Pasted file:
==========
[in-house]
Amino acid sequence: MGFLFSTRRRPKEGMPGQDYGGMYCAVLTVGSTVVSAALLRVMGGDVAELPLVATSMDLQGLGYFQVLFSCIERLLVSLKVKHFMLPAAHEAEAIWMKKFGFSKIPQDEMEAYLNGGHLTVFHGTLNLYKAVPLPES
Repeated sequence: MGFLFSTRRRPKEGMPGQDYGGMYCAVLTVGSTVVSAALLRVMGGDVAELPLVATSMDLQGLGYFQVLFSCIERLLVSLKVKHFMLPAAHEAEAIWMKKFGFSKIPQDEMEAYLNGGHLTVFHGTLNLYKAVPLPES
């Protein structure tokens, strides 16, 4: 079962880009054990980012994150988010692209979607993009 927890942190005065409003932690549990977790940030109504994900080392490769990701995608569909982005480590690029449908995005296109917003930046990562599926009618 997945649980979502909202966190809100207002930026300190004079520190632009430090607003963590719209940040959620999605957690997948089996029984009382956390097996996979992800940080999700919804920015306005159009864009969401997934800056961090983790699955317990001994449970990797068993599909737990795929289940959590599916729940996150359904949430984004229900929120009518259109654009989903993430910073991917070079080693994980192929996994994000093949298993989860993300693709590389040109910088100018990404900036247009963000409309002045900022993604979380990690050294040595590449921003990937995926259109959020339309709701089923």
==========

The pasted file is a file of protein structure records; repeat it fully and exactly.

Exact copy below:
[in-house]
Amino acid sequence: MGFLFSTRRRPKEGMPGQDYGGMYCAVLTVGSTVVSAALLRVMGGDVAELPLVATSMDLQGLGYFQVLFSCIERLLVSLKVKHFMLPAAHEAEAIWMKKFGFSKIPQDEMEAYLNGGHLTVFHGTLNLYKAVPLPES
Repeated sequence: MGFLFSTRRRPKEGMPGQDYGGMYCAVLTVGSTVVSAALLRVMGGDVAELPLVATSMDLQGLGYFQVLFSCIERLLVSLKVKHFMLPAAHEAEAIWMKKFGFSKIPQDEMEAYLNGGHLTVFHGTLNLYKAVPLPES
């Protein structure tokens, strides 16, 4: 079962880009054990980012994150988010692209979607993009 927890942190005065409003932690549990977790940030109504994900080392490769990701995608569909982005480590690029449908995005296109917003930046990562599926009618 997945649980979502909202966190809100207002930026300190004079520190632009430090607003963590719209940040959620999605957690997948089996029984009382956390097996996979992800940080999700919804920015306005159009864009969401997934800056961090983790699955317990001994449970990797068993599909737990795929289940959590599916729940996150359904949430984004229900929120009518259109654009989903993430910073991917070079080693994980192929996994994000093949298993989860993300693709590389040109910088100018990404900036247009963000409309002045900022993604979380990690050294040595590449921003990937995926259109959020339309709701089923």